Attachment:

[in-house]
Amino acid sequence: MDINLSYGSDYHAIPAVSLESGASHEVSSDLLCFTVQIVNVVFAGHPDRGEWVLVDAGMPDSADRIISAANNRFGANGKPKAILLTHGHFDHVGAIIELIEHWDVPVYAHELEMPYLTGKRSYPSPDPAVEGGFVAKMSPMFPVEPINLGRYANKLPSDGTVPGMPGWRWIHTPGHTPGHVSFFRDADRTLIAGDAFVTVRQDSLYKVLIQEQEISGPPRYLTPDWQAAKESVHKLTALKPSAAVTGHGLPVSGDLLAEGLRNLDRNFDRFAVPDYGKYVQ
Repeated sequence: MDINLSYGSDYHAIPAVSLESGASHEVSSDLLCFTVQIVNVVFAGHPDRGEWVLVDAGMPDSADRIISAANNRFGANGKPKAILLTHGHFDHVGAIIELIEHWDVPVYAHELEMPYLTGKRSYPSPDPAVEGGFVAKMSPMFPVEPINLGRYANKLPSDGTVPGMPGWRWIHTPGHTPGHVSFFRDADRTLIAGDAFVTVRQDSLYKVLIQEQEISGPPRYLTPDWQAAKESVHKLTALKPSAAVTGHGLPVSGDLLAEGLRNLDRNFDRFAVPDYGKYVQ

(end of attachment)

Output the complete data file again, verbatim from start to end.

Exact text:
[in-house]
Amino acid sequence: MDINLSYGSDYHAIPAVSLESGASHEVSSDLLCFTVQIVNVVFAGHPDRGEWVLVDAGMPDSADRIISAANNRFGANGKPKAILLTHGHFDHVGAIIELIEHWDVPVYAHELEMPYLTGKRSYPSPDPAVEGGFVAKMSPMFPVEPINLGRYANKLPSDGTVPGMPGWRWIHTPGHTPGHVSFFRDADRTLIAGDAFVTVRQDSLYKVLIQEQEISGPPRYLTPDWQAAKESVHKLTALKPSAAVTGHGLPVSGDLLAEGLRNLDRNFDRFAVPDYGKYVQ
Repeated sequence: MDINLSYGSDYHAIPAVSLESGASHEVSSDLLCFTVQIVNVVFAGHPDRGEWVLVDAGMPDSADRIISAANNRFGANGKPKAILLTHGHFDHVGAIIELIEHWDVPVYAHELEMPYLTGKRSYPSPDPAVEGGFVAKMSPMFPVEPINLGRYANKLPSDGTVPGMPGWRWIHTPGHTPGHVSFFRDADRTLIAGDAFVTVRQDSLYKVLIQEQEISGPPRYLTPDWQAAKESVHKLTALKPSAAVTGHGLPVSGDLLAEGLRNLDRNFDRFAVPDYGKYVQ